ECON: Patterns in the Dark

From: J. R. Molloy (
Date: Tue Jan 04 2000 - 18:28:16 MST

by Richard M. Ebeling

Patterns in the Dark: Understanding Risk and Financial Crisis with
Complexity Theory by Edgar E. Peters (New York: John Wiley & Sons, 1999);
222 pages; $39.95.

In the 1920s, 1930s, and 1940s, the Austrian school of economics was
considered one of the leading contributors to both economic theory and
economic policy. The Austrian economists challenged the premises and
arguments of the socialists, interventionists, and inflationists of their
day. They offered an insightful conception of the free-market economy as a
dynamic competitive process that coordinated the actions and activities of
multitudes of individuals without central direction. They emphasized the
role and importance of the entrepreneur for bringing the forces of supply
and demand into balance and generating creativity and innovation throughout
the market. And they refined Adam Smith's "invisible hand" argument that a
market economy, securely based on individual freedom, private property,
voluntary agreement, and rule of law, had the ability to create a
self-generating "spontaneous order" without any political command or

During the 25 years after the Second World War, the Austrian contributions
were in eclipse owing to the rise and domination of Keynesian economics and
of a neoclassical, mainstream economics steeped in the idea of mathematical
models for determining the general equilibrium solutions to a complex
economic system. The Austrian eclipse was reinforced by the ideological
triumph of those who hoped to discover the quantitative methods for planning
and manipulating an economy into desired directions through mathematical and
statistical techniques.

Beginning in the 1970s, the theoretical and factual premises of Keynesian
economics were increasingly challenged by a growing number of economists.
And mathematical economics has slowly come to be seen as a dead end that
neither significantly adds to our knowledge about the workings of an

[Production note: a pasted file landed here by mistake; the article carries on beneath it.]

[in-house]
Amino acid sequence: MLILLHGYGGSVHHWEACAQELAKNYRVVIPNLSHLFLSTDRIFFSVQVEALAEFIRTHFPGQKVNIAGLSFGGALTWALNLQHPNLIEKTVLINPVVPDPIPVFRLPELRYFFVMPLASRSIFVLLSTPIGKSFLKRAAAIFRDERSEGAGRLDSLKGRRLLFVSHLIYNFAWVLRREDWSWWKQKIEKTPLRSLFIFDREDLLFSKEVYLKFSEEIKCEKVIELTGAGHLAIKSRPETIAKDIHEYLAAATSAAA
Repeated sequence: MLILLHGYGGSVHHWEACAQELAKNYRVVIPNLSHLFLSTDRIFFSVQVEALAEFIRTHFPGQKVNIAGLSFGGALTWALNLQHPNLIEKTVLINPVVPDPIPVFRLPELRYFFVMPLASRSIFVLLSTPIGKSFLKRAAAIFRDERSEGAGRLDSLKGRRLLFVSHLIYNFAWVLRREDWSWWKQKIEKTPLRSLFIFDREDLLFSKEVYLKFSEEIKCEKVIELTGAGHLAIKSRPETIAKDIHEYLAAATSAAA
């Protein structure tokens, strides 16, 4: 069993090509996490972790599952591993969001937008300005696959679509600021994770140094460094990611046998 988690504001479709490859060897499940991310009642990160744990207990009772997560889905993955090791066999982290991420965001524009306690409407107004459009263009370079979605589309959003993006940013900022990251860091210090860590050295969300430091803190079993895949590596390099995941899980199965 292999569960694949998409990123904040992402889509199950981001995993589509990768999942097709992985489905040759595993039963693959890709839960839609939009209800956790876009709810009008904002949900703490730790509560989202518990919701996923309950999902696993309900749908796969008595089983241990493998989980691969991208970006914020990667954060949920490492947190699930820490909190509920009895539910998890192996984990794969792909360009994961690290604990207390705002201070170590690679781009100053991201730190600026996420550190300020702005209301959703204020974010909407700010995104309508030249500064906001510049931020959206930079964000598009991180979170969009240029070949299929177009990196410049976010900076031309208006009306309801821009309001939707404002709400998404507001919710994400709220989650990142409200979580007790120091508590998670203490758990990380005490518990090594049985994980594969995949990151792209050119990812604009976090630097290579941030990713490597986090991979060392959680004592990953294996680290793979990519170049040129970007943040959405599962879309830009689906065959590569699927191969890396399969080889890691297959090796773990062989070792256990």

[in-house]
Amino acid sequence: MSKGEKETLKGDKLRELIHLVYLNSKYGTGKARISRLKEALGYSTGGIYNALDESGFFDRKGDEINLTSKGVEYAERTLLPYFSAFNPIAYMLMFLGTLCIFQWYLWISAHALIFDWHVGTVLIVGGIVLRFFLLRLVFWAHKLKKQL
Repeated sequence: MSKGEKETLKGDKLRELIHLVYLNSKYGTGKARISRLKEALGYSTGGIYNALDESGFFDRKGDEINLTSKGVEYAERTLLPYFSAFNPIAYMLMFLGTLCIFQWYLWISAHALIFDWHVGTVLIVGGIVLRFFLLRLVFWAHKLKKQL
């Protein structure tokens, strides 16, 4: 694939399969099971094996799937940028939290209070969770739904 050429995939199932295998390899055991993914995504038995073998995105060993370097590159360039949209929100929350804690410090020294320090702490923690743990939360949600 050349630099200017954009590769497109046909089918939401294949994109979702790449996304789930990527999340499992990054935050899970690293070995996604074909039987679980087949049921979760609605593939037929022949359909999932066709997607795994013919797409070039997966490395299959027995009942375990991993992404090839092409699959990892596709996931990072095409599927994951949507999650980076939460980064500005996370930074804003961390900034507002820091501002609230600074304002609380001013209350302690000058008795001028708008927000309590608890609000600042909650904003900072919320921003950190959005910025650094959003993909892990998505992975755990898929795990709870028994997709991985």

interdependent, complex economic order nor offers a key for predicting
future changes in the market.

The revival of Austrian economics has received support from unexpected
directions in recent years. One of these has come from what is known as
"complexity theory." For example, William A. Sherden, in his book The
Fortune Sellers: The Big Business of Buying and Selling Prediction (1998),

"Complexity refers to the phenomenon of order emerging from the complex
interactions among the components of a system influenced by one or more
simple guiding principles. Structures such as an economy emerge out of what
would otherwise be anarchy by a process of "self-organization." Complex
systems organize themselves without some form of internal control.... The
discovery of self-organization could be attributed to eighteenth-century
British economist Adam Smith. Smith reasoned that this "complex stew" of
interactions among individuals and businesses pursuing their self-interest
would create a functioning economy all by itself, with no one in charge."

Investment strategist Edgar E. Peters makes the subject of complexity
theory, Austrian economics, and the market process the central theme of his
new book, Patterns in the Dark. As Peters points out, "The Austrians believe
that individuals working in their own self-interest will spontaneously
self-organize when there is an overlap in goals and knowledge. There is, in
fact, a direct correspondence between many concepts developed by the
Austrians and those of complexity theory."

Peters goes on to explain.

"What makes a social system complex is a loose coupling between individual
participants and an increase in the number of possible paths of
development.... Complex systems are characterized by global structure and
local randomness. The global structure maintains the strength of the whole.
The local randomness creates innovation and resilience. In free-market
economies, competition is the source of local randomness, and regulation
maintains the global structure."

What does Peters mean by "regulation"? He generally means the institutional
"rules of the game" within which individuals freely interact and compete
with each other: private property, rule of law, enforcement and respect for
contract, and individual rights as a basis for freedom.

And what makes a complex social system and a free-market order
"unpredictable," he argues, is that there is no way to know all the possible
ways individuals will adapt to changing circumstances and how entrepreneurs
will creatively imagine new and original ways to react to their competitors
or initiate new methods and lines of production. Without such real and
radical uncertainty, not open to probabilistic risk analysis, the market
economy would not have its large degree of adjustability and adaptability to
minor and major shifts in opportunities and conditions. Therefore, a market
economy evolves and changes through time in ways that makes its future
development fundamentally unpredictable. Peters says,

"A free-market economy promotes the trade of goods and services among
participants who seek to increase their wealth. The goal of a complex system
is not a static "equilibrium." It is, instead, a dynamic and evolving state
that is ever changing, ever creative, but ever stable. The details as to how
it achieves this state are never constant. Because a complex system does not
need a specific sequence of events to achieve its goal of a stable state, it
is resilient despite unexpected changes in its environment, and its
creativity adapts."



--J. R. Molloy

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